Guest Post – The Connection Between Military Transition and Mental Health

Today’s guest post is written by Jennifer Goodman, an advocate and transition blogger for veterans and military spouses.  Jennifer is a freelance contractor, who is certified nationally and in North Carolina as a licensed counselor.  She resides in the Fayetteville, North Carolina Area.

The Connection Between Military Transition and Mental Health

I am often asked why I am not working in a clinical setting since I have a master’s in counseling and an active license to practice. My choice is based on several reasons, but ultimately it is because I believe my passion for helping transitioning military, veterans, and their families can be a more powerful force outside of the clinical setting.

The journey to this choice began several years ago when a friend was facing an involuntary separation from the military. My friend planned to complete 20+ years of active service and being in the military was all they knew and all they wanted. The separation left my friend feeling hopeless. One night, my friend shared that they were considering suicide. Fortunately, they did not have an active plan to commit suicide, so we talked about steps for seeking mental health services, but most importantly, I sat with them as they described their pain and grief from the loss and I acknowledged and validated their feelings.

My friend’s struggles and pain did not end that night. They faced employment and transition challenges for some time following separation. Throughout their journey, my friend used me as a resource for sharing struggles and emotions and for information on civilian life. Because of the trust we shared, my friend felt comfortable discussing things that they would not have shared otherwise.

It took time, but my friend achieved success with both the transition and securing civilian employment. They developed civilian and community relationships and found their perfect fit for employment that provides them fulfillment and a sense of accomplishment.

I believe it is important for me to mention that I never provided my friend any type of clinical care. To do so would have been unethical for one but also, my friend came to me because they were comfortable with and trusted me, not because I happened to be a counselor.

When I became a military career counselor, the experience of my friend was always in my thoughts. I knew that my friend’s experience is not the norm, but from the experience I also knew that there is so much more to transition than just scheduling people for a few workshops and telling them how to search job boards. It is not only about listening, but also hearing. It is about building trust so that if/when someone needs help with harder questions and struggles, they will ask and share. The beauty of being just some career counselor service members were randomly assigned to was that our playing field was neutral. Going to see an “ACAP counselor” is normal for everyone transitioning, and it can be a safe place to ask questions and share concerns. In the non-clinical setting of a military transition office, I had discussions about homelessness, unemployment, underemployment, emotions, education, child care, mental health, suicide ideation, health insurance, and so many more. I used my position as a non-clinical career counselor in a mandatory program to provide holistic support and resources to individuals who may or may not have considered the idea of seeing someone in a clinical setting. Every person’s situation was different and I had no expectation of what would be discussed, but I knew I was ready for anything.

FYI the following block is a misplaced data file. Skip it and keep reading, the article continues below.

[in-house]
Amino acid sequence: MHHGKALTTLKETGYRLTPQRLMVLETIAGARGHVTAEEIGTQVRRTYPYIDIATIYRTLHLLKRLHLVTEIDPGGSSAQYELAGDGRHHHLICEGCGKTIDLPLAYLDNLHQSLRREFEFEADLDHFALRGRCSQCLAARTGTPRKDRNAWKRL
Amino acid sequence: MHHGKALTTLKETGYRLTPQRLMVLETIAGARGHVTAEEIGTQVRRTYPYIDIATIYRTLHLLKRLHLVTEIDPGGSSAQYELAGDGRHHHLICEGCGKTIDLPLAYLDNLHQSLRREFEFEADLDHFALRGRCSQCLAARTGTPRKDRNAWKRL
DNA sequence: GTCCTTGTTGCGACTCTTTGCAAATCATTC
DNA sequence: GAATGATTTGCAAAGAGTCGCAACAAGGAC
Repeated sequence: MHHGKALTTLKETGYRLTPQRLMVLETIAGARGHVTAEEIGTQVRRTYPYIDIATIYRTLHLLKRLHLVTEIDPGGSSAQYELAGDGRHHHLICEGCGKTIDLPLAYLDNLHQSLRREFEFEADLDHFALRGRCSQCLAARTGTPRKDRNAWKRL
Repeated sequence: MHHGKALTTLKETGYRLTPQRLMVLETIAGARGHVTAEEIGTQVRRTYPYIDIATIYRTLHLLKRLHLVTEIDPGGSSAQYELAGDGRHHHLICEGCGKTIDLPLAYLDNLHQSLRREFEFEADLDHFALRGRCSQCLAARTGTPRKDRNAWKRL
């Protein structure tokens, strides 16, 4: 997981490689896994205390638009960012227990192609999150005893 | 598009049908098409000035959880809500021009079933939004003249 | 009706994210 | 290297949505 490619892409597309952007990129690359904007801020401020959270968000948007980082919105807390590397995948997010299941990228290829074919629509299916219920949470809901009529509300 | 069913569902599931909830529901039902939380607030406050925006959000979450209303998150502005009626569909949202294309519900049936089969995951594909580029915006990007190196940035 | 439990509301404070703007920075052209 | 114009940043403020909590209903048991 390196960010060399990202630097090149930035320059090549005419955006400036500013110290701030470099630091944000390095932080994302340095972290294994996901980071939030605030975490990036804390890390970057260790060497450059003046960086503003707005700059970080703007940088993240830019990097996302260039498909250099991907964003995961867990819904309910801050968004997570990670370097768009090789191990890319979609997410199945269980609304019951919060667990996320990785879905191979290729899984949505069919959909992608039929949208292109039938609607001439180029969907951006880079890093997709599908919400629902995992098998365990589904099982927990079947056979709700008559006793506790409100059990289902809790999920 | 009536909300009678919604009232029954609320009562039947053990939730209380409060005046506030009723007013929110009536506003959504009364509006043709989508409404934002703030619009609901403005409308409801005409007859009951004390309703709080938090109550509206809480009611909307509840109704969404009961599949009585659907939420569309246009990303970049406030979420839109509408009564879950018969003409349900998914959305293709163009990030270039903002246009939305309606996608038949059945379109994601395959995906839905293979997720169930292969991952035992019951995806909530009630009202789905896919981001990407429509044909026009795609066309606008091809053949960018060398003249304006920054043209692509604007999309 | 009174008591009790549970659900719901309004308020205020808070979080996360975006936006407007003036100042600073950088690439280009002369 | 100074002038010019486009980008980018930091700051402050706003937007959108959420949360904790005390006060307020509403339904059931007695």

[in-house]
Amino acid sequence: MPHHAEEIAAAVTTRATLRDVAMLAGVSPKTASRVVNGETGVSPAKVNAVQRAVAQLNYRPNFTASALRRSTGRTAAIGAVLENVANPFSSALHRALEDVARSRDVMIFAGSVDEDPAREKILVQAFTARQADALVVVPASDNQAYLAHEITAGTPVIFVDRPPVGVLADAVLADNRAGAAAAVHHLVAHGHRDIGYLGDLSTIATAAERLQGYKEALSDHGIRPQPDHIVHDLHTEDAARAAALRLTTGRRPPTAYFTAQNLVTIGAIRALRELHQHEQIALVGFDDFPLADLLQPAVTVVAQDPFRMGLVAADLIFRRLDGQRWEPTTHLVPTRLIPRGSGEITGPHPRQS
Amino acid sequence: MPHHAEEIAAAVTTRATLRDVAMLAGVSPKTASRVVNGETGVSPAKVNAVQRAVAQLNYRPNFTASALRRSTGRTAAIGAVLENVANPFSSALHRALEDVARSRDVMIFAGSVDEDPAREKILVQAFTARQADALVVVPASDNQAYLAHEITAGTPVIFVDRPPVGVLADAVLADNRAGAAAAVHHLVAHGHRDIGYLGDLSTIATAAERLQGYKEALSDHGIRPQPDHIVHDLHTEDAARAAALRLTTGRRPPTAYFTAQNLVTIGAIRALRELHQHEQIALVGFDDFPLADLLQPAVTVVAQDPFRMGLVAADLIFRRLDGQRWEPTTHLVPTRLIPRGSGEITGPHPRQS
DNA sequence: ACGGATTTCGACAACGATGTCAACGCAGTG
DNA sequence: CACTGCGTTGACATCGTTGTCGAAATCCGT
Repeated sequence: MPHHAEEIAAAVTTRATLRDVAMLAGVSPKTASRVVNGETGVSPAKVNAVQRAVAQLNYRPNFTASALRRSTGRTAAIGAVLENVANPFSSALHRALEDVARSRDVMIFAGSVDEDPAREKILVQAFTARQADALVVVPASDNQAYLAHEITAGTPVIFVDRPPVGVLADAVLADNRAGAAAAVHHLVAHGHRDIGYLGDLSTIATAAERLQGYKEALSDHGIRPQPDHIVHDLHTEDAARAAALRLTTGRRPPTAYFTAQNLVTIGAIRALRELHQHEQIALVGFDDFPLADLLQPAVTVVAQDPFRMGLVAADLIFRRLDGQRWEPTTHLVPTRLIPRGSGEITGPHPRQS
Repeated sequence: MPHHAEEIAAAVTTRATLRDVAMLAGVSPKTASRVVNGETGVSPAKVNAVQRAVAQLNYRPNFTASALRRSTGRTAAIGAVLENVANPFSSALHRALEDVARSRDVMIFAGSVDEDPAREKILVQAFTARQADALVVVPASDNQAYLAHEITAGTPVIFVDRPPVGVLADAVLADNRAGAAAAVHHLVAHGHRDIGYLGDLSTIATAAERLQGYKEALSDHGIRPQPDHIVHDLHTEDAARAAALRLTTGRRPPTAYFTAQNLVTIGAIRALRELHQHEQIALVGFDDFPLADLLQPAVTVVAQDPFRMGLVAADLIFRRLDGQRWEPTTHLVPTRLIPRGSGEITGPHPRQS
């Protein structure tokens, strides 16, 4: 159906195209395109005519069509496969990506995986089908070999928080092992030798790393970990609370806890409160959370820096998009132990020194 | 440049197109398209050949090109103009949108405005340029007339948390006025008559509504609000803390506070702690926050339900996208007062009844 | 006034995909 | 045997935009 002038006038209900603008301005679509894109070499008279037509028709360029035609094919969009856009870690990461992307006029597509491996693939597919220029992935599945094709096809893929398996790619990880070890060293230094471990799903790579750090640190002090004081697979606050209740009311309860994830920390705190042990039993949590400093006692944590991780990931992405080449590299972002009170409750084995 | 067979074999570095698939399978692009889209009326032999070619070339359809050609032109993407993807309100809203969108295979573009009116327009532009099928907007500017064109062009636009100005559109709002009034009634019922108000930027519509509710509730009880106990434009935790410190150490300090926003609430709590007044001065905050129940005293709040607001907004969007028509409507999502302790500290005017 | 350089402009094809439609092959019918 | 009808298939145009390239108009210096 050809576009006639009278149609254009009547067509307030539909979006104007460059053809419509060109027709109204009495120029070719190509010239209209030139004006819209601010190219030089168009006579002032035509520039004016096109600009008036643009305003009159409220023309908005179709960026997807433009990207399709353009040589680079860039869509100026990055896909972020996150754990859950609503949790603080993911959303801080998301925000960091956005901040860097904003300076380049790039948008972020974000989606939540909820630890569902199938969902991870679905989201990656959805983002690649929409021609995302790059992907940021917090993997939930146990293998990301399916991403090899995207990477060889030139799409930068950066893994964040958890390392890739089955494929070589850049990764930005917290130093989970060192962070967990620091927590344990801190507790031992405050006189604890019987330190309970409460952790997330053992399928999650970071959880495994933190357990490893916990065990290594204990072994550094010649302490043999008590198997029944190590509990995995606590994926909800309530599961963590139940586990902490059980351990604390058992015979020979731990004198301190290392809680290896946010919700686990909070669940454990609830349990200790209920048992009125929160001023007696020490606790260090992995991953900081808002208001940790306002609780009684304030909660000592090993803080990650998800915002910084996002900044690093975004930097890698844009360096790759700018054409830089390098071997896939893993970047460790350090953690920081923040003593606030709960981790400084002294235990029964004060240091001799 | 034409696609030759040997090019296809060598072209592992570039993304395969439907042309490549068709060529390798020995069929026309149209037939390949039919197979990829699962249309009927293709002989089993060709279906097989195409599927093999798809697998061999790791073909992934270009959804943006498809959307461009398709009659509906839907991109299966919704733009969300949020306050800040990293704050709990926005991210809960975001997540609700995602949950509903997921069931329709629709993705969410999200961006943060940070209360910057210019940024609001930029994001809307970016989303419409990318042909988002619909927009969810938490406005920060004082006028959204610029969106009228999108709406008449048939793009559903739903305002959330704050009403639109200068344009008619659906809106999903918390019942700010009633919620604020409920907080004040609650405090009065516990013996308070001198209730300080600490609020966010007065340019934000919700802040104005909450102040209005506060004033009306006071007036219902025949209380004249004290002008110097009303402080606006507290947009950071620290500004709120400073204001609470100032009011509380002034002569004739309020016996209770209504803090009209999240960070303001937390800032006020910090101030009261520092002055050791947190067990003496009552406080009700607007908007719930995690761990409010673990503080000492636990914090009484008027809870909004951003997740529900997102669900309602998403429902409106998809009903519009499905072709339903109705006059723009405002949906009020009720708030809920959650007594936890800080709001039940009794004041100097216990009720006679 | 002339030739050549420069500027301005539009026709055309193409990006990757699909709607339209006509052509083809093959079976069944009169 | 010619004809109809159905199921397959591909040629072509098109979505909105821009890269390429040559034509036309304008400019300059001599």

So for me, the bridge between providing transitioning and career services to the military and their families and supporting mental health is this: successful transitions and employment are the foundation of strong mental health. Employment is a protective factor: it provides a paycheck to cover basic needs like housing and food and it provides, or provides the means to pay for, healthcare coverage. Employment and successful transitions can help protect against depression and anxiety as well as suicidal ideation and they can provide individuals a sense of purpose and social connections.

I may not be practicing clinically but I am supporting the strong mental health of active, reserve, and veteran military members and their families by empowering them with the resources, skills, and knowledge to build a foundation for strong mental health. In this service, I have found my passion and for that I have gained so much more from those I have supported than I will ever be able to pay forward.

Jennifer Goodman – Military, veteran and military spouse advocate. Avid Googler. Amateur blogger. Flat shoes promoter.


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